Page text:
From NWChem
Viewed 1036 times, With a total of 6 Posts

Just Got Here
Threads 1
Posts 4


5:06:07 AM PST  Fri, Jan 8th 2016 

Hi,
I'm a greenhand in using NWChem.
I have used other programs before and learned that the frequency calculation in some packages is not reliable for some states, such as those are neither the ground state under the a specific multiplicity nor excited states which can be handled by TDDFT methord. It's said the problem origins from the perturbation algorithm, where the lower energy wavefunction could be seen and thus introduce their influence into the results.
In NWChem, there are technics such as CDFT which can obtain some states as described above. Or say, an closedshell state given the ground state is a broken symmetry state. I wonder can I get reliable frequency and Raman for these states in NWChem?
Thanks for you help.
Best regards.




Niri Forum:Admin, Forum:Mod, NWChemDeveloper, bureaucrat, sysop


Forum Regular
Threads 4
Posts 191


4:11:57 PM PST  Sat, Jan 9th 2016 

Hi, I am not sure if I fully understand your question.
Try using our property module which will allow you to calculate frequencies and Raman spectra.
Best,
Niri
niri.govind@pnnl.gov




Just Got Here
Threads 1
Posts 4


4:23:35 AM PST  Mon, Jan 11th 2016 

Dear Niri,
Thanks for your suggestion. I will try the using the module.
Sorry, I am not sure about the details in the question myself and, beg your patience, I will try making it clearer below.
It' said the perturbation algorithm used in frequency calculation such as coupled perturbed Hartreeâ€“Fock (CPHF) requires the wavefunction of the system to be the ground state wavefunction under its multiplicity. Otherwise, the lowerenergy wavefunction would be seen in the perturbation process and make the obtained frequency not only contain the result of the studied higherenergy state. A stability check for the wavefunction is always suggested before such calculations.
This algorithm seems to be adopted for analytic frequency calculation in some cases. For numerical frequency calculation, the same problem is said may also produce because the change of the structure may induce the wavefunction converge to a lowerenergy state. Calculation using TD scheme doesn't have this problem.
But if the states is as described in may last letter that can not be obtained from TD and is obviously not the ground state under a certain multiplicity, can I get reliable frequency results for them in NWChem? The calculation can always run though, I think.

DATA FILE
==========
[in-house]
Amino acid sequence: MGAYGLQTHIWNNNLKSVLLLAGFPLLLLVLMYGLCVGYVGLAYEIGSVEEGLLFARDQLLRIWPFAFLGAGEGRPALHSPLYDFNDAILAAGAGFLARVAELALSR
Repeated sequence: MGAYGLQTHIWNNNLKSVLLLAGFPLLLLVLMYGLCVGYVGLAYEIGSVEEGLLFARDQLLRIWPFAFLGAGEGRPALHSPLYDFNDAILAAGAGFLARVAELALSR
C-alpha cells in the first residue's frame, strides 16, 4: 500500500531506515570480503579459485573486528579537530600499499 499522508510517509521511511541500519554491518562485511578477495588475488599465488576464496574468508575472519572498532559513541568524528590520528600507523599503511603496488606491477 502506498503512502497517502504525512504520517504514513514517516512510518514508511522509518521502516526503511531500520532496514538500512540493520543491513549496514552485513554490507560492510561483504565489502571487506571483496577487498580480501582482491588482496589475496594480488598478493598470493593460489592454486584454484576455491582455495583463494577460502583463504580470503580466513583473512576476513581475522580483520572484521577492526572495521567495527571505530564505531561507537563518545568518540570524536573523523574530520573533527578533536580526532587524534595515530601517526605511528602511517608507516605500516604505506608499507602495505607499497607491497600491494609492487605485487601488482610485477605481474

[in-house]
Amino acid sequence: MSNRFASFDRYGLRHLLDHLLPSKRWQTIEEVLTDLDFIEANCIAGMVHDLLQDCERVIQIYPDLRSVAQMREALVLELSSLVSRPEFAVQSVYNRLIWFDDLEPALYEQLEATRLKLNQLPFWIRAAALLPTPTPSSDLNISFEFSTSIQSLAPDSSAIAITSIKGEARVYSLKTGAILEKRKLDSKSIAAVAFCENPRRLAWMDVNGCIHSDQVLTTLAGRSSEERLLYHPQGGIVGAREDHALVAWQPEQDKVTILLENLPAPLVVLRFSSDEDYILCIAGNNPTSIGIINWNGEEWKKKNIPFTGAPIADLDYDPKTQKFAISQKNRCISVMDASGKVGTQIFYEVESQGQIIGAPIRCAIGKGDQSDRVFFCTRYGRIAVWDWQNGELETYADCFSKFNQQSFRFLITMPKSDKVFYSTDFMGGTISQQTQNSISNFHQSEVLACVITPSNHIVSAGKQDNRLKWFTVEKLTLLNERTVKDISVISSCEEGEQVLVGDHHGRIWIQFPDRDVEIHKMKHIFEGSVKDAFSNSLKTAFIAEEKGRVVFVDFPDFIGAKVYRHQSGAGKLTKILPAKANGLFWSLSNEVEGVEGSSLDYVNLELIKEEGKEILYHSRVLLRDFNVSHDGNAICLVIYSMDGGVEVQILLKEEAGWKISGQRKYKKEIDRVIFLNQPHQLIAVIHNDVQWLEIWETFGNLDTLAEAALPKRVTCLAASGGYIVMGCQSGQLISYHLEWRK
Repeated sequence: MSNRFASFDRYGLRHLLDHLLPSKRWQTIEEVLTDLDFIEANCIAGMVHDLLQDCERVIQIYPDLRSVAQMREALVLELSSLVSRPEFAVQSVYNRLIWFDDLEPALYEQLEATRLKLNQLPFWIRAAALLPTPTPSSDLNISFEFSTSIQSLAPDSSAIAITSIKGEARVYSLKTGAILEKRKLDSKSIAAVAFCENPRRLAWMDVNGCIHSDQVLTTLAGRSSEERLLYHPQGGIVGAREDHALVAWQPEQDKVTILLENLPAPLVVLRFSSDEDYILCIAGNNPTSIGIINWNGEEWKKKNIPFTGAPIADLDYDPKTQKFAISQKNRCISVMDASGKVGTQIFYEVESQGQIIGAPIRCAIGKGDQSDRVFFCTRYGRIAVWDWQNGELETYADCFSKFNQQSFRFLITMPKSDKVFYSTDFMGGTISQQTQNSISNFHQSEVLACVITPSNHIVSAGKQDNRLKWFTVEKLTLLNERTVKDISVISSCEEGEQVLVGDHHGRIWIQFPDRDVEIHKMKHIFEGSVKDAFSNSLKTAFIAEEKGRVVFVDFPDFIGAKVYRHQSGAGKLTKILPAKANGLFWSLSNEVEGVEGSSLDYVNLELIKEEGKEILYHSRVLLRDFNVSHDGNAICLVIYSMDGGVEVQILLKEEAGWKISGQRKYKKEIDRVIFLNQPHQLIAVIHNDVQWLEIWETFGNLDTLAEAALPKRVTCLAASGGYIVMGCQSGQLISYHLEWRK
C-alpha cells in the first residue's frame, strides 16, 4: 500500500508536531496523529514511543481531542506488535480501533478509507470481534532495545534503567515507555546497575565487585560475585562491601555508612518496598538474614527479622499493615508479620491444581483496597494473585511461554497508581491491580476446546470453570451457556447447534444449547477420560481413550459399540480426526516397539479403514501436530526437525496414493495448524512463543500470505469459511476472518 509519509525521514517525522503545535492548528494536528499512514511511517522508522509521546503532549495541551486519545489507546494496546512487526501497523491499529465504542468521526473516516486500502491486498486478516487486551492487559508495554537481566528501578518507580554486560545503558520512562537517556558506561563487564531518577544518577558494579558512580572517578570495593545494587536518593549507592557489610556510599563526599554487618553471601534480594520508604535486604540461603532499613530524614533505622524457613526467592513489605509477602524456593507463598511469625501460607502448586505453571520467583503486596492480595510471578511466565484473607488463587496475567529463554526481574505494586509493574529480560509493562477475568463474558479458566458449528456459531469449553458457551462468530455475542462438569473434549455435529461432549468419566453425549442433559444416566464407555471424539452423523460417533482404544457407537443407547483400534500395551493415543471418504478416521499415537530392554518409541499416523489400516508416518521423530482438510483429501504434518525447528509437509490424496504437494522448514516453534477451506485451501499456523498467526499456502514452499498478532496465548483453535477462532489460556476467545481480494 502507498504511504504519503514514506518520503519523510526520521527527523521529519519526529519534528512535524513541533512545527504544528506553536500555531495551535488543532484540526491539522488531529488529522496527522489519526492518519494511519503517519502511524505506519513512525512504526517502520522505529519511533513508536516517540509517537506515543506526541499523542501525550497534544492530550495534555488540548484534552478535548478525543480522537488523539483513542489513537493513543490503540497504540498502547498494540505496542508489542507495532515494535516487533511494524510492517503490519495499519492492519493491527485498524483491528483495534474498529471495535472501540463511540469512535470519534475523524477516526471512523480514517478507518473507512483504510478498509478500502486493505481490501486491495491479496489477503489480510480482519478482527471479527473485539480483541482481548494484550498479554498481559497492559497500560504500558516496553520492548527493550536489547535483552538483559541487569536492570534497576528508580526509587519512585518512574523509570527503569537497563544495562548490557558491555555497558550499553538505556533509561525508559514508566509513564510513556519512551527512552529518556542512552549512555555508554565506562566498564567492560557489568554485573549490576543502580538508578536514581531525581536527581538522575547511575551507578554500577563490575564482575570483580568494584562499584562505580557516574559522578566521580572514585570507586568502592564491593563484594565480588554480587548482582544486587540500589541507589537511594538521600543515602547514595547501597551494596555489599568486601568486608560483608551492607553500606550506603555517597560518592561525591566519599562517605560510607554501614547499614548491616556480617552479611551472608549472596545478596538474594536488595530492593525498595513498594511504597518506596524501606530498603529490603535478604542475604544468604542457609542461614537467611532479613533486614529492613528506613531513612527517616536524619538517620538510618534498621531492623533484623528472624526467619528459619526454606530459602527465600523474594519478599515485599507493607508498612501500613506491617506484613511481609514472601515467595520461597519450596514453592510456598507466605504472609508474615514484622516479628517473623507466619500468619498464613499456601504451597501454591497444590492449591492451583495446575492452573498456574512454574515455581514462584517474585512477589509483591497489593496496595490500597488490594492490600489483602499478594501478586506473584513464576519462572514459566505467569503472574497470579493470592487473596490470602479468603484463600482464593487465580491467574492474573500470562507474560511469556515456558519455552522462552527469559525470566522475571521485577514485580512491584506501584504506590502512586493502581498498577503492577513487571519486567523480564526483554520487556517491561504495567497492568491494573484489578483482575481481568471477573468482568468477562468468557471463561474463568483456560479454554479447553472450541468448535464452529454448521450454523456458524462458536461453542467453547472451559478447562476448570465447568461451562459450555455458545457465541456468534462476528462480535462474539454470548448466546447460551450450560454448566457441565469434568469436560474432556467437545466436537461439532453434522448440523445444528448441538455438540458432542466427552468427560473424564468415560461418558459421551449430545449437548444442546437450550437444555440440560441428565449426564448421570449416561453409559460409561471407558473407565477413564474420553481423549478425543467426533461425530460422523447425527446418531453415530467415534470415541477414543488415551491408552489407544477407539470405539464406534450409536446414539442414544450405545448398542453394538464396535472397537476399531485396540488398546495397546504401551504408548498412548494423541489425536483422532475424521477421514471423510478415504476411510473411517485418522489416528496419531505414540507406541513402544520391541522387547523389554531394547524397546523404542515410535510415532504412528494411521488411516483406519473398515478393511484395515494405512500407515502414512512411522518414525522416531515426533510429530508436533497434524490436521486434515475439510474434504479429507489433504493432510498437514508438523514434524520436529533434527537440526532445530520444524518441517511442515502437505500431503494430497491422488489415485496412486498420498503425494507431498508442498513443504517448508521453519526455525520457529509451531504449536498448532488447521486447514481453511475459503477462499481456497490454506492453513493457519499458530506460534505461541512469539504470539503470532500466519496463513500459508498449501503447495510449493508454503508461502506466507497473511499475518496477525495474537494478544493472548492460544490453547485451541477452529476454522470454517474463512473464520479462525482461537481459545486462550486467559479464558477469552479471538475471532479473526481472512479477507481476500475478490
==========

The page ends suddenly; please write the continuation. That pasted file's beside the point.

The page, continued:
Thanks again for your kind help.
Best regards.

Edited On 4:27:30 AM PST  Mon, Jan 11th 2016 by Jiangwr14




Gets Around
Threads 1
Posts 147


2:03:54 PM PST  Wed, Jan 20th 2016 

You need to distinguish between a result that is mathematically sound and a result that is physically sound. As long as you are at a stationary point in the nuclear and electron spaces (e.g. a minimum of the potential energy surface and your wave function is a solution of the SCF equations), then you can get a valid solution of the equations for the frequencies, etc. However, that solution may or may not be of any physical relevance (e.g. does a higher energy solution of the SCF equations actually correspond to an excited state of the molecule?).




Just Got Here
Threads 1
Posts 4


7:02:27 PM PST  Wed, Jan 20th 2016 

Dear sean,
Thanks for your comment.
The higher energy state is supposed to act as a control group, providing a comparison in particular cases. Its mathematical meaning instead of actually physical background appropriately matters in this case for understanding some questions we concerned about. It may be sort of similar to those CDFT results in understanding the dependence of some molecular properties on charge or spin distribution where a curve is often plotted though not each data point corresponds to a practically existing state and can also be taken as offering a mathematically control group.
Is it possible to obtain the freq or Raman solely corresponds to a certain higher energy state? And if yes, is there some particular settings should I use or take care of?




Gets Around
Threads 1
Posts 147


9:56:05 AM PST  Thu, Jan 21st 2016 

It is difficult to provide a general answer to that question, and I suggest you spend sometime searching the literature for background and other examples of the method you plan on using. If you are breaking spin symmetry (i.e. an unrestricted wave function) you are inevitably going to get mixing of higher spin states into your wave function (this is going to be true of the lowest energy state as well as all higher energy states whether calculated through an SCF procedure or TDDFT). I am not very familiar with CDFT, so I cannot provide any insight there; although, I am unsure if the constraints are properly accounted for in all of the modules beyond the SCF module and the gradient module (for charge constraints). You would still be able to get frequencies through a numerical procedure, but if the constraints aren't accounted for in the CPHF routines, I would not expect a Raman calculation to work/provide meaningful results.




Just Got Here
Threads 1
Posts 4


6:52:28 PM PST  Thu, Jan 21st 2016 

Thanks for all the help. I'll follow the suggestions.



AWC's:
2.5.10 MediaWiki  Stand Alone Forum Extension
Forum theme style by: AWC